What’s so hard about saying no? Well, to start with, it can hurt, anger or disappoint the person you’re saying “no” to, and that’s not usually a fun task. Second, if you hope to work with that person in the future, you’ll want to continue to have a good relationship with that person, and saying “no” in the wrong way can jeopardize that.

But it doesn’t have to be difficult or hard on your relationship. Here’s how to master the Gentle Art of Saying No:

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1. Value Your Time

Know your commitments, and how valuable your precious time is. Then, when someone asks you to dedicate some of your time to a new commitment, you’ll know that you simply cannot do it. And tell them that: “I just can’t right now … my plate is overloaded as it is.”

2. Know Your Priorities

Even if you do have some extra time (which for many of us is rare), is this new commitment really the way you want to spend that time?

For myself, I know that more commitments means less time with my wife and kids, who are more important to me than anything.

3. Practice Saying No

Practice makes perfect. Saying “no” as often as you can is a great way to get better at it and more comfortable with saying the word. And sometimes, repeating the word is the only way to get a message through to extremely persistent people. When they keep insisting, just keep saying no. Eventually, they’ll get the message.

4. Don’t Apologize

A common way to start out is “I’m sorry but …” as people think that it sounds more polite. While politeness is important, apologizing just makes it sound weaker. You need to be firm, and unapologetic about guarding your time.

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5. Stop Being Nice

Again, it’s important to be polite, but being nice by saying yes all the time only hurts you. When you make it easy for people to grab your time (or money), they will continue to do it. But if you erect a wall, they will look for easier targets.

Show them that your time is well guarded by being firm and turning down as many requests (that are not on your top priority list) as possible.

6. Say No to Your Boss

Sometimes we feel that we have to say yes to our boss — they’re our boss, right? And if we say “no,” then we look like we can’t handle the work — at least, that’s the common reasoning.

But in fact, it’s the opposite — explain to your boss that by taking on too many commitments, you are weakening your productivity and jeopardizing your existing commitments. If your boss insists that you take on the project, go over your project or task list and ask him/her to re-prioritize, explaining that there’s only so much you can take on at one time.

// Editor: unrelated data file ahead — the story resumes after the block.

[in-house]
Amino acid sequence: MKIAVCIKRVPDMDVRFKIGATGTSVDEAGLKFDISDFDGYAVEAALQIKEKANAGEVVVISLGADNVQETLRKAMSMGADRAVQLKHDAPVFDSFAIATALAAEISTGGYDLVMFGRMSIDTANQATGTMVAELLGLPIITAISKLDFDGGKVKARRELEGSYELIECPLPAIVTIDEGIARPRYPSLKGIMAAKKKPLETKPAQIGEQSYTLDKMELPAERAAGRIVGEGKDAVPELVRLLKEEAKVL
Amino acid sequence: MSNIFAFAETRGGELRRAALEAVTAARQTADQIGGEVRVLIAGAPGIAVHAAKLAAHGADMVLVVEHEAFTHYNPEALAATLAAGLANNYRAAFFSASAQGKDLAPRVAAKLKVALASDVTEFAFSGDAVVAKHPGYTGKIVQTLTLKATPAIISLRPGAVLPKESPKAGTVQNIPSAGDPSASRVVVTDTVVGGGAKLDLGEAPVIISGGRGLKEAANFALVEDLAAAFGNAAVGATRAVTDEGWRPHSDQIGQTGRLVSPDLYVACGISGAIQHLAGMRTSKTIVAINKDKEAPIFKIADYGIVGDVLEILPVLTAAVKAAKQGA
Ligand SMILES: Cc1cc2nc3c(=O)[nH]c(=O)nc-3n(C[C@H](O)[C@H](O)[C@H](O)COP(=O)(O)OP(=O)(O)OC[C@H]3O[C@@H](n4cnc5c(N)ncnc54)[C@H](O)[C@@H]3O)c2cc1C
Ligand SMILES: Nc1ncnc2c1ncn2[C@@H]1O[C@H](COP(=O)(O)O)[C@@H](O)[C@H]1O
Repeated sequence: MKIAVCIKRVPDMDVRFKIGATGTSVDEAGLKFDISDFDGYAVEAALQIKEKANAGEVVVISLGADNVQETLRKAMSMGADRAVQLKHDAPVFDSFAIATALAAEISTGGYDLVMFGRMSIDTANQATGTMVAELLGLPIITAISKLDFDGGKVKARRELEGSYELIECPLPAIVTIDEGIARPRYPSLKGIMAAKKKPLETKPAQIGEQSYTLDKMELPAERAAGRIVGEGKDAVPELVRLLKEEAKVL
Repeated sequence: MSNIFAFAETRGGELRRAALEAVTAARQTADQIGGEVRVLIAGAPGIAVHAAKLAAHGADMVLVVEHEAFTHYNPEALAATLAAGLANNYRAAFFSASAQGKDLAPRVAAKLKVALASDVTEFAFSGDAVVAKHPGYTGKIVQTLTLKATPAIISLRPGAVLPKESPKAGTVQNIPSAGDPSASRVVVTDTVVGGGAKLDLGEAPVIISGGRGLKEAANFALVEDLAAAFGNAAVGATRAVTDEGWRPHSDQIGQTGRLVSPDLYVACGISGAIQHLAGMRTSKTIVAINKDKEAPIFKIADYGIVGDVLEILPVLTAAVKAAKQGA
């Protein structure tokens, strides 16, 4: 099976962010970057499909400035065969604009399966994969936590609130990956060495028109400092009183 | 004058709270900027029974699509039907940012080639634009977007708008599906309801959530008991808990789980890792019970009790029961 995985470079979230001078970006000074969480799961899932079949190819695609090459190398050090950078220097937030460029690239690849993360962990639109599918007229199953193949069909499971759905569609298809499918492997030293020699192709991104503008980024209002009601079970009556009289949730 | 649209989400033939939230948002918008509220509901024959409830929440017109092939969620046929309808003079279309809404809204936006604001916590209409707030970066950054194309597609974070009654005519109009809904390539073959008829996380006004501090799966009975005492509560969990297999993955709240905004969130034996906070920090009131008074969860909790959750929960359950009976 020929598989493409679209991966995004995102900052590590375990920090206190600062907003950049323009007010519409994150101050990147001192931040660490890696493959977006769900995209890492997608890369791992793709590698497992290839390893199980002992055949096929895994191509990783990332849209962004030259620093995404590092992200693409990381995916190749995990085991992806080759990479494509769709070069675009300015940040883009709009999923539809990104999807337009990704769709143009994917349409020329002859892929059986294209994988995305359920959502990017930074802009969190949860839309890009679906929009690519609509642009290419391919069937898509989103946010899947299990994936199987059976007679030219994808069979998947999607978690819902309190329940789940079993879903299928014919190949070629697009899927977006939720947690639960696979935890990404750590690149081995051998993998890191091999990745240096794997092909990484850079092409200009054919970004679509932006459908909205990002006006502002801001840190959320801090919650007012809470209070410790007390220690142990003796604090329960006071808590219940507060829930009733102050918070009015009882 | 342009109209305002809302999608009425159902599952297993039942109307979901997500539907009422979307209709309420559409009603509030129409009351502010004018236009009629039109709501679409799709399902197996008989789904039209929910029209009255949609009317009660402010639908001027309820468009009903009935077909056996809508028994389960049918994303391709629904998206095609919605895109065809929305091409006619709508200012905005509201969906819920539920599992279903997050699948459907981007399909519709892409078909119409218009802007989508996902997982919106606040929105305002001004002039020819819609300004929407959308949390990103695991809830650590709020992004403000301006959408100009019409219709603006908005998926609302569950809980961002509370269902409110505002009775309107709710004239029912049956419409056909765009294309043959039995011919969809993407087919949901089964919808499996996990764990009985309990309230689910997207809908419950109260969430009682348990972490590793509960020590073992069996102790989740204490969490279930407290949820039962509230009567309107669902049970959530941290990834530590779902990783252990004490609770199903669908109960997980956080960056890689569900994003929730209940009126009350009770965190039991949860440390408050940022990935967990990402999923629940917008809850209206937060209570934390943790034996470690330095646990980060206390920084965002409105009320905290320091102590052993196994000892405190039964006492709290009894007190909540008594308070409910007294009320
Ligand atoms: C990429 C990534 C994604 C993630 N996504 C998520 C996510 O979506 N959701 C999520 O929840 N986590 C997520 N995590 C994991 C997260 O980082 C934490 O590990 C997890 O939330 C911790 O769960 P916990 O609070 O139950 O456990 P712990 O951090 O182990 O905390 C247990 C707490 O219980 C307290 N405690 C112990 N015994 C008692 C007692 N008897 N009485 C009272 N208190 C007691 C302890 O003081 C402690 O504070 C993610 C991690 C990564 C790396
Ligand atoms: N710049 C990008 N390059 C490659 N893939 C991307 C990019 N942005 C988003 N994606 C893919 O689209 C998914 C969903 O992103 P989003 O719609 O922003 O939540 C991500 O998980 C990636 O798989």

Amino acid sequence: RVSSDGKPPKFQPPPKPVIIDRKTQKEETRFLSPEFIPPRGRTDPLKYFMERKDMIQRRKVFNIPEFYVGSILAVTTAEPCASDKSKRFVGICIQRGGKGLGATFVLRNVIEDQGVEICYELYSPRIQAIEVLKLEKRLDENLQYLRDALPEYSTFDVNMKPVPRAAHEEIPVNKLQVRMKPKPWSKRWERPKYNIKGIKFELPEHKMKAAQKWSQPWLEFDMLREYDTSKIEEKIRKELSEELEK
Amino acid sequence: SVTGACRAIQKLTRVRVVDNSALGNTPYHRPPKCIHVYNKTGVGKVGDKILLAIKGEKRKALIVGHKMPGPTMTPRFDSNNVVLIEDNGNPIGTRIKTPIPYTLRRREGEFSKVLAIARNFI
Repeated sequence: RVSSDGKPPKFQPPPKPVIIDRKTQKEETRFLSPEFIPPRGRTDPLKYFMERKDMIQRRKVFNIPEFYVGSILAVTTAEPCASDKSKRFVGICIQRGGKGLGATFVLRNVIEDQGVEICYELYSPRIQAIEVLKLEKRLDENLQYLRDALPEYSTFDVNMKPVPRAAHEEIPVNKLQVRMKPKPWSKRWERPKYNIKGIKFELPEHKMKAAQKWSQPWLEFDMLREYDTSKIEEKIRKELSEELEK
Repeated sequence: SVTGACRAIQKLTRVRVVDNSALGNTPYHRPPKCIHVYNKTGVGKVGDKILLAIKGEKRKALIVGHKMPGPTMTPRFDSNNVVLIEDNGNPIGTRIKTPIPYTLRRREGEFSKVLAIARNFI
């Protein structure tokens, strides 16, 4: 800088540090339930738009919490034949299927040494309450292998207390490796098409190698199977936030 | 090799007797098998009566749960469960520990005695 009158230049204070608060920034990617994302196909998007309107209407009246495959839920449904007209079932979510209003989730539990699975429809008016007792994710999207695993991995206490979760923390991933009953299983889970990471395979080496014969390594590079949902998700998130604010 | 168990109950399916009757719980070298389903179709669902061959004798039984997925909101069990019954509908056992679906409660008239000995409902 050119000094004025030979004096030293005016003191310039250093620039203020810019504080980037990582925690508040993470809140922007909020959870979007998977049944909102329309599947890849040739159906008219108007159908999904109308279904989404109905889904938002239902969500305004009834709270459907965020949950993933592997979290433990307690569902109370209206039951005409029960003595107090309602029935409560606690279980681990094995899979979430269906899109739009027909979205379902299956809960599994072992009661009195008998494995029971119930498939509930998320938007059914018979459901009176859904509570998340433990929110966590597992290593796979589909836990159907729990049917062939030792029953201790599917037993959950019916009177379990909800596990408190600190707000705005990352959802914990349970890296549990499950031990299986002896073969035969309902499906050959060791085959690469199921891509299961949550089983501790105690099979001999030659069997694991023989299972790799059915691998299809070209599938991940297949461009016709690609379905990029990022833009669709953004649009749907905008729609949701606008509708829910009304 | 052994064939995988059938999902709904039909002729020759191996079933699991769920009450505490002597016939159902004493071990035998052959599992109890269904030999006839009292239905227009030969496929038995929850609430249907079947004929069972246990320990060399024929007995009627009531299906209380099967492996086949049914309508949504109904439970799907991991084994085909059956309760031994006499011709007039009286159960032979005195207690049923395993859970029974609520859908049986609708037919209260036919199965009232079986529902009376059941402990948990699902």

7. Pre-Empting

It’s often much easier to pre-empt requests than to say “no” to them after the request has been made. If you know that requests are likely to be made, perhaps in a meeting, just say to everyone as soon as you come into the meeting,

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“Look guys, just to let you know, my week is booked full with some urgent projects and I won’t be able to take on any new requests.”

8. Get Back to You

Instead of providing an answer then and there, it’s often better to tell the person you’ll give their request some thought and get back to them. This will allow you to give it some consideration, and check your commitments and priorities. Then, if you can’t take on the request, simply tell them:

“After giving this some thought, and checking my commitments, I won’t be able to accommodate the request at this time.”

At least you gave it some consideration.

9. Maybe Later

If this is an option that you’d like to keep open, instead of just shutting the door on the person, it’s often better to just say,

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“This sounds like an interesting opportunity, but I just don’t have the time at the moment. Perhaps you could check back with me in [give a time frame].”

Next time, when they check back with you, you might have some free time on your hands.

10. It’s Not You, It’s Me

This classic dating rejection can work in other situations. Don’t be insincere about it, though. Often, the person or project is a good one, but it’s just not right for you, at least not at this time.

Simply say so — you can compliment the idea, the project, the person, the organization … but say that it’s not the right fit, or it’s not what you’re looking for at this time. Only say this if it’s true — people can sense insincerity.

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Featured photo credit: Kyle Glenn via unsplash.com